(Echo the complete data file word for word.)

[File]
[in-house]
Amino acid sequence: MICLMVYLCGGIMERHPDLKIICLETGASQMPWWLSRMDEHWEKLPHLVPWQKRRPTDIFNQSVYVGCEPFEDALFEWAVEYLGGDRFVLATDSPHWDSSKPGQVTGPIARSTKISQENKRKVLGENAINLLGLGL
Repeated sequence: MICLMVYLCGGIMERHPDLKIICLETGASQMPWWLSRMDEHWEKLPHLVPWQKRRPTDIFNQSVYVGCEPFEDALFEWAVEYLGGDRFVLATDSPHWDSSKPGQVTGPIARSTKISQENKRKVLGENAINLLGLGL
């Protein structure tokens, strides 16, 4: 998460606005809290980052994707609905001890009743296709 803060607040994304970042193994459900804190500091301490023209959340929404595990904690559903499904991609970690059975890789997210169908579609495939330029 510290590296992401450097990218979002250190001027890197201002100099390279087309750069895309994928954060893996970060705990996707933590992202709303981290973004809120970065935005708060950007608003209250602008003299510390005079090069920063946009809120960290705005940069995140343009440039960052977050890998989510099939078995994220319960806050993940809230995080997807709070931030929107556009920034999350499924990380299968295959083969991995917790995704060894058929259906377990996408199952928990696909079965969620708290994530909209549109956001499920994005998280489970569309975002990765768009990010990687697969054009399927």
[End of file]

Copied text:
[in-house]
Amino acid sequence: MICLMVYLCGGIMERHPDLKIICLETGASQMPWWLSRMDEHWEKLPHLVPWQKRRPTDIFNQSVYVGCEPFEDALFEWAVEYLGGDRFVLATDSPHWDSSKPGQVTGPIARSTKISQENKRKVLGENAINLLGLGL
Repeated sequence: MICLMVYLCGGIMERHPDLKIICLETGASQMPWWLSRMDEHWEKLPHLVPWQKRRPTDIFNQSVYVGCEPFEDALFEWAVEYLGGDRFVLATDSPHWDSSKPGQVTGPIARSTKISQENKRKVLGENAINLLGLGL
């Protein structure tokens, strides 16, 4: 998460606005809290980052994707609905001890009743296709 803060607040994304970042193994459900804190500091301490023209959340929404595990904690559903499904991609970690059975890789997210169908579609495939330029 510290590296992401450097990218979002250190001027890197201002100099390279087309750069895309994928954060893996970060705990996707933590992202709303981290973004809120970065935005708060950007608003209250602008003299510390005079090069920063946009809120960290705005940069995140343009440039960052977050890998989510099939078995994220319960806050993940809230995080997807709070931030929107556009920034999350499924990380299968295959083969991995917790995704060894058929259906377990996408199952928990696909079965969620708290994530909209549109956001499920994005998280489970569309975002990765768009990010990687697969054009399927």